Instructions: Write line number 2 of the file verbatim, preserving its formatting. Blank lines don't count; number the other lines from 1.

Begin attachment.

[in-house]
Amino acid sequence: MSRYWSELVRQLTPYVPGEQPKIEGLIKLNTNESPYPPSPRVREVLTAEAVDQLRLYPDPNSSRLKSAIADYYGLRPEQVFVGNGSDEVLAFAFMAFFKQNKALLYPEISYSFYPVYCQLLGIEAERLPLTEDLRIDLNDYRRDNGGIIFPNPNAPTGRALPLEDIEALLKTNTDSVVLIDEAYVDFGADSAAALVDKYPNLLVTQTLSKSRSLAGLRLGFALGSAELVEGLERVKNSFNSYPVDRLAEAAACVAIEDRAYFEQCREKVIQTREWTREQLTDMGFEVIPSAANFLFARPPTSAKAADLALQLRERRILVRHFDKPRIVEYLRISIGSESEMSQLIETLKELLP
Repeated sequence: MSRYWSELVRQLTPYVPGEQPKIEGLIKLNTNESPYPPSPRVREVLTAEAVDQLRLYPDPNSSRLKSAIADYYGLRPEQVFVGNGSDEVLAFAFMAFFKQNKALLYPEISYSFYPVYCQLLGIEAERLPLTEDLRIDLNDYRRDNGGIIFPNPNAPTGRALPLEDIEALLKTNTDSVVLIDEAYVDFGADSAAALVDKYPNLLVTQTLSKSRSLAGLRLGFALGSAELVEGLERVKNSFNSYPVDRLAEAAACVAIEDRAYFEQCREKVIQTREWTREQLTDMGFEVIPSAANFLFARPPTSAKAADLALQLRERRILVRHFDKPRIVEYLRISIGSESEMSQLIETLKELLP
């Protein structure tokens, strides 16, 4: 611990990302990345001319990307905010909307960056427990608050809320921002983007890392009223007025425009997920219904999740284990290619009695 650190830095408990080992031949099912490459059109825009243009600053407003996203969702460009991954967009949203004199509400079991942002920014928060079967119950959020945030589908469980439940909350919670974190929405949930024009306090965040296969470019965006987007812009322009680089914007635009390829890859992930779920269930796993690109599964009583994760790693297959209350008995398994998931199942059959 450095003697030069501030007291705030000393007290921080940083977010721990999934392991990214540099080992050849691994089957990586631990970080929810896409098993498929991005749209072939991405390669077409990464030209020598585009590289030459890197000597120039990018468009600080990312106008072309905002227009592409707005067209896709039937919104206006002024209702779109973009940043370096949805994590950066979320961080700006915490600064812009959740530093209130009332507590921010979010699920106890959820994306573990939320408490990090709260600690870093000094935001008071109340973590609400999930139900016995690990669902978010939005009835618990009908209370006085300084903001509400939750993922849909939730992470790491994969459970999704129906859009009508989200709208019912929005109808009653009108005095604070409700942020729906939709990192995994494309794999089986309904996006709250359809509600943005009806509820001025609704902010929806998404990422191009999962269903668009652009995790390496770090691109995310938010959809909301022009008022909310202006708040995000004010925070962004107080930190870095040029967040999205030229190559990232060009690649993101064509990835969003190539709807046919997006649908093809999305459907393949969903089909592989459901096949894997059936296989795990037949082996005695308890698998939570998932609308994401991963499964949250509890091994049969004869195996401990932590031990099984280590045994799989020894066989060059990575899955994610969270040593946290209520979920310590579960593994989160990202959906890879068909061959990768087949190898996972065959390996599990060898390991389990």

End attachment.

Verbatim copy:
Amino acid sequence: MSRYWSELVRQLTPYVPGEQPKIEGLIKLNTNESPYPPSPRVREVLTAEAVDQLRLYPDPNSSRLKSAIADYYGLRPEQVFVGNGSDEVLAFAFMAFFKQNKALLYPEISYSFYPVYCQLLGIEAERLPLTEDLRIDLNDYRRDNGGIIFPNPNAPTGRALPLEDIEALLKTNTDSVVLIDEAYVDFGADSAAALVDKYPNLLVTQTLSKSRSLAGLRLGFALGSAELVEGLERVKNSFNSYPVDRLAEAAACVAIEDRAYFEQCREKVIQTREWTREQLTDMGFEVIPSAANFLFARPPTSAKAADLALQLRERRILVRHFDKPRIVEYLRISIGSESEMSQLIETLKELLP